Ada Motors, Inc., Dba Burien Toyota, Res. V. David L. Butler, Et Al., App. (Majority)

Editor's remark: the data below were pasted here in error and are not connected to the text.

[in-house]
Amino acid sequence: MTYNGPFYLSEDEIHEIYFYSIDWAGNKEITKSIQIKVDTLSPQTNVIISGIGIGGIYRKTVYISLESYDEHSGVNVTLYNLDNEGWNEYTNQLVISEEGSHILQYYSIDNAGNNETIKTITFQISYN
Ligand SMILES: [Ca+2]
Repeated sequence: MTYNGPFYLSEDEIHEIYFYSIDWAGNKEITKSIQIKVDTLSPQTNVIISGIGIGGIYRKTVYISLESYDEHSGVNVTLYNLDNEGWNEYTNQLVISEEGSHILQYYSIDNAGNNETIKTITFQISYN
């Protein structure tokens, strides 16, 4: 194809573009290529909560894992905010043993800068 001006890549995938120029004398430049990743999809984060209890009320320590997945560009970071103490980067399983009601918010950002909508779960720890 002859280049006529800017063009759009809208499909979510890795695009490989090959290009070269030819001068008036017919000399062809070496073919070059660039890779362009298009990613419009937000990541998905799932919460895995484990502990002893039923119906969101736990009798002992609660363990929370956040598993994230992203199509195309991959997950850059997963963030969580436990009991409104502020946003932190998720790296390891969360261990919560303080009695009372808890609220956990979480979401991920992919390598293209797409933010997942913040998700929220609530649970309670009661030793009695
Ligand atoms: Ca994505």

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IN THE COURT OF APPEALS OF THE STATE OF WASHINGTON DIVISION ONE ADA MOTORS, INC., dba BURIEN TOYOTA, a Washington corporation, ) ) ) Respondent, ) ) v. ) ) DAVID L. BUTLER and ELIZABETH ) BUTLER, and THE ROBERT LARSON ) AUTOMOTIVE GROUP, INC., a ) a Washington corporation, dba ) LARSON TOYOTA, ) ) Appellants. ) ) No. 76613-9-1 consolidated with No. 76614-7-1 PUBLISHED OPINION FILED: December 31, 2018 VERELLEN, J. — Before a trial court excludes witnesses for a party's failure to list them in a joint statement of evidence, the court must consider the factors identified in Burnet v. Spokane Ambulance.1 Because the trial court excluded four witnesses without considering the Burnet factors and because the error was not harmless, this matter must be remanded for a new trial. Although we need not address the additional issues raised on appeal, we take this opportunity to clarify that, as to damages, the plaintiff's initial burden of 1 131 Wn.2d 484, 933 P.2d 1036 (1997). No. 76613-9-1/2 proof in an unjust enrichment claim under the Uniform Trade Secrets Act(UTSA)2 is to establish sales attributable to the use of a trade secret. Then the burden shifts to the defendant to prove that any of those sales are not attributable to the use of a trade secret. And for the "willful and malicious" jury instructions, "willful" is adequately defined as "voluntary or intentional" and "malicious" is best defined to include "as a result of ill will or improper motive." Finally, if damages are recovered on remand and the jury determines the conduct was willful and malicious, resulting in an award of attorney fees, the trial court must expressly address any disproportionality between the amount of the fee award and the amount in issue. FACTS Prior to February 2003, Butler sold shoes at Nordstrom and developed a list of his customers and contacts. In February 2003, Butler left Nordstrom and began selling cars at Burien Toyota. Burien Toyota connected Butler with a marketing firm to help him maintain his customer list. In March 2011, Butler left Burien Toyota and began selling cars at Larson Toyota (Larson). Butler took a 2009 version of the customer list with him. Butler contacted the customers to announce he was working at Larson. On April 4, 2011, Burien Toyota sent a cease and desist letter to Butler and Larson, alleging the customer list was Burien Toyota's trade secret. Larson flagged the customers on the list as "dead clients" and ceased all efforts to contact them. 2 Ch. 19.108 RCW. 2 No. 76613-9-1/3 On April 25, 2011, Burien Toyota sued Larson, alleging breach of contract, unjust enrichment, breach of the duty of loyalty, violation of the UTSA, and tortious interference with business relationships. The court dismissed all but the UTSA claim, which proceeded to trial. During discovery, Larson produced a list of its vehicle sales since Butler started working at Larson Toyota, regardless of the salesperson involved. Burien Toyota produced a list of 200 matches between its customer database and Larson's sales list. In the first trial, the jury found the customer list was Burien Toyota's trade secret and that Larson misappropriated it, but the jury found the misappropriation did not financially harm Burien Toyota. Burien Toyota appealed. This court remanded the case for a new trial on unjust enrichment damages due to a jury instruction error.3 On remand for the second trial, the trial court reopened discovery. Burien Toyota produced a list of 412 matches between its database and the updated Larson sales list. Burien Toyota claimed $4,305.66 in unjust enrichment damages per customer, totaling $1,773,934.96. Burien Toyota also claimed an equal amount of damages for future unjust enrichment. Larson presented evidence that of the 412 matches identified by Burien Toyota, only five individuals actually purchased cars at both dealerships. Larson attempted to call the five individuals to testify, but the court excluded four of them because Larson had not properly listed them as potential witnesses. At the end of the second trial, the jury found 3 ADA Motors, Inc. v. Butler, No. 70047-2-1 (Wash. Ct. App. Aug. 18, 2014) (unpublished), 3 No. 76613-9-1/4 Larson was unjustly enriched and $12,496.12 of Larson's profits on sales were "attributable to the use of a trade secret."4 The jury also found Larson's misappropriation of the customer list was willful and malicious. Larson moved for a new trial under CR 59 based on the court's exclusion of the four witnesses. The court denied the motion. Because the jury found willful and malicious conduct by Larson, the court doubled the jury award and awarded attorney fees as allowed by the UTSA. Larson appeals. ANALYSIS Witness Exclusion We review a trial court's denial of a motion for a new trial for abuse of discretion.5 A trial court abuses its discretion if its decision is based on untenable grounds or untenable reasons.6 Larson moved for a new trial under CR 59(a)(1) and (8), which provide that a court may grant a new trial due to: (1) Irregularity in the proceedings of the court, jury or adverse party, or any order of the court, or abuse of discretion, by which such party was prevented from having a fair trial. (8) Error in law occurring at the trial and objected to at the time by the party making the application. 4 Clerk's Papers(CP)at 2384. 5 Brundridoe v. Flour Fed. Svcs., Inc., 164 Wn.2d 432, 454, 191 P.3d 879 (2008). 6 Teter v. Deck, 174 Wn.2d 207, 215, 274 P.3d 336 (2012). 4 No. 76613-9-1/5 Larson argued the exclusion of the four witnesses he failed to identify in his joint statement was error. He submitted declarations from the witnesses indicating they would have testified that they bought cars from Larson for reasons unrelated to the misappropriation and that they were not contacted or solicited prior to purchasing cars. We conclude a new trial is warranted. Prior to imposing a severe discovery sanction such as excluding witnesses, the court must explicitly consider the factors from Burnet of whether a lesser sanction would probably suffice, whether the violation at issue was willful or deliberate, and whether the violation substantially prejudiced the opponent's ability to prepare for tria1.7 A Burnet error is harmless where erroneously excluded evidence is irrelevant and/or "merely cumulative."8 Here, Burien Toyota acknowledges that the lack of Burnet findings "is reversible error as to the damages award."8 To the extent Burien Toyota suggests the Burnet error is generally harmless, there is no showing that the testimony of the four witnesses will be irrelevant or cumulative to the testimony given at trial. Burien Toyota's argument that the Burnet error is specifically harmless as to the jury determination that the misappropriation was willful and malicious also fails. Burien Toyota argues that the four witnesses' testimony is irrelevant to whether 7 Mayer v. Sto Industries, Inc., 156 Wn.2d 677, 688, 132 P.3d 115 (2006). 8 Jones v. City of Seattle, 179 Wn.2d 322, 360, 314 P.3d 380(2013) (witnesses testified to "virtually every specific activity cited by the excluded witnesses"; the court held the erroneously excluded testimony "that was not irrelevant was instead cumulative and its exclusion was therefore harmless") 9 Resp't's Br. at 22. 5 No. 76613-9-1/6 the misappropriation is willful and malicious, so there is no need for the jury to revisit that question on remand. But the testimony of the four excluded witnesses will address Larson's use of the misappropriated trade secret. Of course, Larson does not anticipate that their four proffered witnesses will be the source of any adverse evidence of malicious conduct, but we don't know the details of their testimony. The four witnesses may provide information material to whether the use of the trade secret was malicious. Burien Toyota also argues that in the most recent trial, the only arguments it made about willful and malicious behavior related to how the trade secret was misappropriated, not how the trade secret was used. But Burien Toyota provides no authority that willful and malicious behavior, for purposes of trade secrets, encompasses only misappropriation and not how a trade secret was used. The question whether Larson's conduct was willful and malicious must be addressed by the jury on remand. Therefore, we accept Burien Toyota's concession as to the damages verdict and conclude the court's failure to consider the Burnet factors was not harmless. We remand for a new trial concerning unjust enrichment damages and whether the misappropriation was willful and malicious. We need not address additional issues raised on appeal, but we take this opportunity to provide some guidance for the third trial in this dispute.1° 10 See State v. Fricks, 91 Wn.2d 391, 392, 588 P.2d 1328 (1979) ("We find two of the errors to be prejudicial, each requiring a remand for a new trial. We reach the remaining issues for the guidance of the trial court on remand."); Taylor 6 No. 76613-9-1/7 Jury Instructions11 Larson argues jury instruction 7 misstated Burien Toyota's burden of proof. In the prior appeal, we concluded that, consistent with Petters v. Williamson & Associates, Inc.,12 a proper damages instruction describing the plaintiff's burden in an unjust enrichment trade secret misappropriation case should not include the phrase "damages from sales." But the damages instruction given in the second trial also eliminated the phrase "attributable to the use of a trade secret." We clarify that the inclusion of the phrase "attributable to the use of a trade secret" is a more complete and precise statement of the law. In Petters, this court adopted the Restatement (Third) of Unfair Competition approach to proving damages in cases involving misappropriation of a trade secret: The traditional form of restitutionary relief in an action for the appropriation of a trade secret is an accounting of the defendant's profits on sales attributable to the use of the trade secret. . . . The v. Intuitive Surgical, Inc., 187 Wn.2d 743, 753, 389 P.3d 517(2017)("Although we need not reach Taylor's additional claims, we reach them to provide guidance for the trial court should these issues arise on retrial."). 11 We review jury instructions de novo. Anfinson v. FedEx Ground Package Sys., Inc., 174 Wn.2d 851, 860, 281 P.2d 289 (2012). An instruction is erroneous if it is misleading, does not allow counsel to argue their theory of the case, or when read as a whole does not properly inform the trier of fact of the applicable law. Id. (quoting Bodin v. City of Stanwood, 130 Wn.2d 726, 732, 927 P.2d 240 (1996)); Joyce v. Dep't of Corr., 155 Wn.2d 306, 323, 119 P.3d 825 (2005)). "An erroneous instruction is reversible error only if it prejudices a party. Prejudice is presumed if the instruction contains a clear misstatement of law; prejudice must be demonstrated if the instruction is merely misleading." Anfinson, 174 Wn.2d at 860. 12 151 Wn. App. 154, 210 P.3d 1048 (2009). 7 No. 76613-9-1/8 plaintiff has the burden of establishing the defendant's sales; the defendant has the burden of establishing any portion of the sales not attributable to the trade secret and any expenses to be deducted in determining net profits.[13] This approach "requires the defendant to explain why any particular portion of the money that it received as a result of the misappropriating transaction should not be considered an 'actual loss' suffered by the plaintiff."14 The Petters court also acknowledged "it is the burden of the party seeking relief under the Uniform Trade Secrets Act to demonstrate that such a secret has actually been misappropriated in order to have a right to any damage award."15 Before the second trial, Larson proposed the following instruction: On the claim of misappropriated trade secrets, Burien Toyota has the burden of proving each of the following propositions: That, as a result of the misappropriation of Burien's customer information, Mr. Butler and/or Larson Toyota received money or benefits that in justice belong to Burien Toyota. The burden is on Burien Toyota to prove sales attributable to the use of a trade secret. If Burien Toyota proves sales attributable to the use of a trade secret, the burden shifts to Mr. Butler and/or Larson Toyota to establish any portion of the sales not attributable to the trade secret and any expenses to be deducted in determining net profits.116] The court declined to give this proposed instruction and opted instead to give jury instruction 7: Id. at 165 (quoting RESTATEMENT(THIRD)OF UNFAIR COMPETITION § 45 cmt. f., at 516-17 (1995)). 13 14 Id. 15 Id. at 164. 16 CP at 1600(emphasis added). 8 No. 76613-9-1/9 Burien Toyota claims that as a result of the misappropriation of the trade secret, Mr. Butler and/or Larson Toyota have been unjustly enriched. On the claim of unjust enrichment resulting from the misappropriated trade secret, Burien Toyota has the burden of proving the following proposition: That, as a result of the misappropriation of the trade secret, Mr. Butler and/or Larson Toyota received money or benefits that in justice and fairness belong to Burien Toyota. Plaintiff has the initial burden of proving defendants'sales. The burden then shifts to Mr. Butler and/or Larson Toyota to establish any portion of the sales not attributable to the trade secret and any expenses to be deducted in determining net profits. If you find from your consideration of all of the evidence that the proposition has been proved, then your verdict should be for Burien Toyota. On the other hand, if you find that the proposition has not been proved, your verdict should be for Mr. Butler and Larson Toyota.[171 Without the phrase "sales attributable to the trade secret," jury instruction 7 can be read to allow the plaintiff to satisfy its burden with gross sales data, whether or not attributable to the trade secret. Although Burien Toyota argues the existing instructions adequately allowed Larson to argue its legal theories, the trial court should not give an instruction that contains the potential for confusion or uncertainty. Therefore, on remand, the damages instruction should include the provision: "The plaintiff has the initial burden of proving sales attributable to the trade secret. Then the burden shifts to the defendant to establish any portion of the sales not attributable to the trade secret and any expenses to be deducted in determining net profits." 17 CP at 2198(emphasis added). No. 76613-9-1/10 Larson also challenges jury instructions 8 and 9 defining "willful" and "malicious." Under the UTSA, if "wilful and malicious misappropriation exists, the court may award reasonable attorney's fees to the prevailing party."19 But the UTSA does not define "willful," "malicious," or "willful and malicious."19 The sufficiency of jury instructions defining "willful and malicious" within the context of the UTSA is an issue of first impression before this court. Jury instruction 8 defined "willful" as "voluntary or intentional, but not necessarily malicious."20 Jury instruction 9 defined "malicious" as "without just cause or excuse."21 Larson contends that, read together, these instructions allow a jury to find willful and malicious misappropriation without finding the "critical" element of maliciousness, "ill will or improper motive."22 Larson makes no other objection to jury instruction 8 regarding the definition of "willful." In this setting, "willful" is adequately defined as "voluntary or intentional." Regarding maliciousness under the UTSA, Larson proposed a detailed definition: "Malicious" is defined as being characterized by, or involving, malice; having, or done with, wicked, evil or mischievous intentions or 18 RCW 19.108.040. 195 RCW 19.108.010. 20 CP at 2199. 21 CP at 2200. 22 "Larson's proposed instructions defining 'willful' and 'malicious'... reflected the common meaning understanding of these terms and included the critical ill will or improper motive element 'malicious." Appellant's Br. at 37-38. 10 No. 76613-9-1/11 motives; wrongful and done intentionally without just cause or excuse or as a result of ill will.[23] Burien Toyota's position is that Petters controls on the issue of defining "malicious" under the UTSA for the purposes of jury instructions. But Petters did not address the proper form of a jury instruction under the UTSA when it endorsed the phrase "without just cause or excuse" to define "malicious."24 In Boeing v. Sierracin Corp., our Supreme Court analyzed the sufficiency of evidence supporting the trial court's finding of willful and malicious misappropriation.25 After a contractual relationship between Boeing and Sierracin fell through, Sierracin continued to use Boeing proprietary data to manufacture and sell airplane windows in the spare parts market. A Boeing official warned Sierracin that any such use outside manufacturing parts for sale by Boeing was misappropriation, but Sierracin continued to use various Boeing specifications and tried to obtain its own FAA-authorization using the data. The trial court's finding 23 CF at 1602. As a threshold matter, Burien Toyota relies on Harris v. Burnett, 12 Wn. App. 833, 843, 532 P.2d 1165 (1975), and argues Butler inadequately objected to jury instruction 9 and waived this issue. Under Harris "When an instruction to be given by the trial court is a correct statement of the law but is objected to as too broad or as insufficiently specific under the evidence, the objecting party must propose a proper instruction on the subject. Reversible error is not present unless the preferable instruction has been submitted and has been refused." Harris, 12 Wn. App. at 843. Butler's proposed instruction containing the preferable language "as a result of ill will" is sufficient to meet the Harris burden. 24 Petters, 151 Wn. App. at 173. 25 108 Wn.2d 38, 738 P.2d 665 (1987). The narrower issue presented in this appeal, the sufficiency of jury instructions regarding the meaning of "willful and malicious," was not at issue in Boeing. 11 No. 76613-9-1/12 that Sierracin willfully and maliciously misappropriated trade secrets was affirmed on appeal: The record indicates that Sierracin knew its actions to be of dubious legality, and engaged in a massive effort to disguise its copying of Boeing's drawings. The trial court did not believe that Sierracin ever entertained any honest doubt as to the legality ofits conduct, but took a calculated risk and lost. . . . The trial court's decision that Sierracin's actions were willful and malicious is not erroneous and the award of punitive damages is affirmed.[26] The Petters court, like the Supreme Court in Boeing, analyzed the sufficiency of evidence supporting the trial court's finding of willful and malicious misappropriation. Petters, a design engineer specializing in underwater engineering, worked with Williamson to design and market a unique deep sea drill. After a falling out regarding Peters' compensation, the contractual relationship between Petters and Williamson ended. Petters then alleged Williamson misappropriated trade secrets owned in part by Petters. The trial court's finding that Williamson willfully and maliciously misappropriated trade secrets was affirmed on appeal: Williamson advances the argument that, notwithstanding that it "willfully" licensed the BMS technology to NGK, it cannot be found to have acted "maliciously" because it did not actually intend to harm Petters by licensing the technology. Williamson protests that, indeed, because it always intended to pay Petters his royalty share of the transaction's proceeds, it only wanted to help Petters by licensing the technology. This position both misstates the basis for the trial court's ruling and unjustifiably narrows the scope of that which may constitute "malicious" misappropriation. The conduct that the trial court found to 26 Id. at 62(emphasis added). 12 No. 76613-9-1/13 be malicious was Williamson's refusal to provide Petters with any information regarding the BMS—II transaction, let alone obtain authorization to disclose the BMS technology. Black's Law Dictionary 977 (8th ed.2004) defines "malicious" as: "1. Substantially certain to cause injury. 2. Without just cause or excuse." The only excuse that Williamson had for its conduct was its unusual interpretation of the injunction. That interpretation was erroneous and, hence, did not provide just cause for Williamson's behavior. None of the foreign cases cited by Williamson cast serious doubt on this purely factual determination.[27] This reasoning does not equate with using "without just cause or excuse" as the sole basis for a jury instruction defining "malicious" for purposes of the UTSA. Rather, it stands for the principle that the scope of what constitutes malicious misappropriation may not be unjustifiably narrowed. Although there is significant variation in how other UTSA jurisdictions construe the same "malicious" provision, there is a legitimate concern that "without just cause or excuse" does not adequately convey the level of malice required. For example, in Real-Time Laboratories, Inc. v. Predator Systems, Inc., the District Court of Appeal of Florida, Fourth District, declined to hold that a finding of "willful and malicious" requires only that trade secrets were taken with "knowing or reckless disregard."28 Instead, the Florida court looked to two explanations of UTSA maliciousness found in other jurisdictions. First, the court used the rationale from a Seventh Circuit case that "willful and malicious" "surely must include an intentional misrepresentation as well as a misappropriation resulting from the Petters, 151 Wn. App. at 172-73(emphasis added). 28 757 So.2d 634, 637-38, 25 Fla. L. Weekly D1250 (2000). 27 13 No. 76613-9-1/14 conscious disregard of the rights of another.'"29 Second, the court highlighted our Supreme Court's decision in Boeing with its emphasis on "dubious legality" and lack of "any honest doubt as to the legality of its conduct."3° In Bond v. Polvcvcle, Inc., the Court of Special Appeals of Maryland found that "actual malice was present" where the defendant exercised obvious "ill will" toward the plaintiff in his willful misappropriation.31 The Maryland court used two definitions of "malicious." First, "'the intentional doing of a wrongful act without legal justification or excuse. . . . done knowingly and deliberately, for an improper motive and without legal justification."32 Second, having a purpose "to deliberately cause harm or injure."33 Several other jurisdictions have applied similar definitions of "malicious" under the UTSA.34 Id. at 637(emphasis added)(quoting Mangren Research & Dev. Corp. v. Nat'l Chem. Co., Inc., 87 F.3d 937, 946 (7th Cir. 1996)). 29 39 Id. (quoting Boeing, 108 Wn.2d at 62). 31 127 Md. App. 365, 382, 732 A.2d 970 (1999). 32 Id. (quoting Elliot v. Kupferman, 58 Md. App. 510, 526, 473 A.2d 960 (1984)). 33 Id. 34 See, e.g., Learning Curve Toys, Inc. v. PlavWood Toys, Inc., 342 F.3d 714, 730 (7th Cir. 2003)("[T]he phrase 'willful and malicious misappropriation'. . . includes 'an intentional misappropriation as well as a misappropriation resulting from the conscious disregard of the rights of another.")(quoting Mangren Research, 87 F.3d at 946); Haught v. Louis Berkman, LLC, 417 F. Supp. 2d 777, 784 (N.D. West Virginia 2006)("Malice is 'characterized by, or involving, malice; having, or done with, evil or mischievous intentions or motives; wrongful and done intentionally without just cause or excuse or as a result of ill will.")(quoting State v. Burgess, 205W. Va. 87, 516 S.E.2d 491, 493(1999)); MicroStrategv, Inc. v. Business Obiects, S.A., 331 F. Supp. 2d 396,430(E.D. Va. 2004)("[M]alice requires a finding that the action was taken with 'ill will, malevolence, grudge, 14 No. 76613-9-1/15 We conclude that, consistent with the Petters rationale, an intent to injure need not be shown to prove maliciousness under the UTSA. But "malicious" connotes a level of ill will or improper motive not captured by "without just cause or excuse." Therefore, the UTSA maliciousness instruction on remand would be more complete and meaningful if expressed to include "as a result of ill will or improper motive." Attorney Fees Larson raises numerous challenges to the amount and computation of attorney fees awarded. Because any award of attorney fees will be dependent on the outcome of the new trial on remand, we decline to address each of the arguments raised. But a key consideration is the proportionality of the award of fees to the amount in controversy.35 A lodestar calculation that grossly exceeds the amount in controversy should suggest a downward adjustment, but a court "'will not overturn a large attorney fee award in civil litigation merely because the amount at stake in the case is small."36 The court must give consideration to the billing judgment exercised, or not exercised, in view of the amount in controversy." For purposes of proportionality analysis, the amount in controversy spite, wicked intention or a conscious disregard of the rights of another.")(quoting Peacock Buick, Inc. v. Durkin, 221 Va. 1133, 1137, 277 S.E.2d 225 (1981)). 35 Berryman v. Metcalf, 177 Wn. App. 664, 660, 312 P.3d 745(2013). 36 Id. at 657 (quoting Mahler v. Szucs, 135 Wn.2d 398, 433, 957 P.2d 632 (1998)). Id. at 661 (quoting Scott Fetzer Co. v. Weeks, 122 Wn.2d 141, 156, 859 P.2d 1210 (1993)). 37 15 No. 76613-9-1/16 necessarily requires consideration of the actual amount recovered on a claim.38 A court considering requested fees nearly 50 times as large as the amount recovered must necessarily address the billing judgment giving rise to the fee request.39 Fees on Appeal Burien Toyota also seeks fees on appeal under RAP 18.1 and RCW 19.108.040. RAP 18.1(a) allows fees when "applicable law grants to a party the right to recover reasonable attorney fees or expenses on review before. . . the Court of Appeals." Under RCW 19.108.040, if "wilful and malicious misappropriation exists, the court may award reasonable attorney's fees to the prevailing party." Consistent with RAP 18.1(i), we defer to the trial court to include reasonable fees associated with this appeal as part of any award of trial court fees on remand.4° 38 See Travis v. Wash. Horse Breeders Ass'n, Inc., 111 Wn.2d 396, 409-10, 759 P.2d 418(1988)(For fees under the Consumer Protection Act, ch. 19.86 RCW,"the amount in controversy is merely listed as a factor to be considered. The size of the attorney fees in relation to the amount of the award is not in itself decisive.")(emphasis added); Singleton v. Frost, 108 Wn.2d 723, 731, 742 P.2d 1224(1987)(instructing trial court to "take into account the amount involved and to set the award of fees with the total sum recovered in mind')(emphasis added). 39 The jury awarded $12,496.12 in damages. The court awarded $610,071.90 in attorney fees. 40 See also Felipe v. Dep't of Labor & Indus., 195 Wn. App. 908, 920, 381 P.3d 205(2016)("When an appellate court remands a case for retrial, as we do here, that court cannot properly award fees because the prevailing party has not yet been determined. Thus, at this time a fee award is premature, but the trial court may award appellate attorney fees after retrial, if appropriate."). 16 No. 76613-9-1/17 CONCLUSION Because of a Burnet error, remand for a new trial is required to address the unjust enrichment damages on the misappropriation of trade secrets claim, together with a determination of whether the misappropriation was willful and malicious for purposes of the UTA. Therefore, we reverse and remand for further proceedings consistent with this opinion. WE CONCUR: 17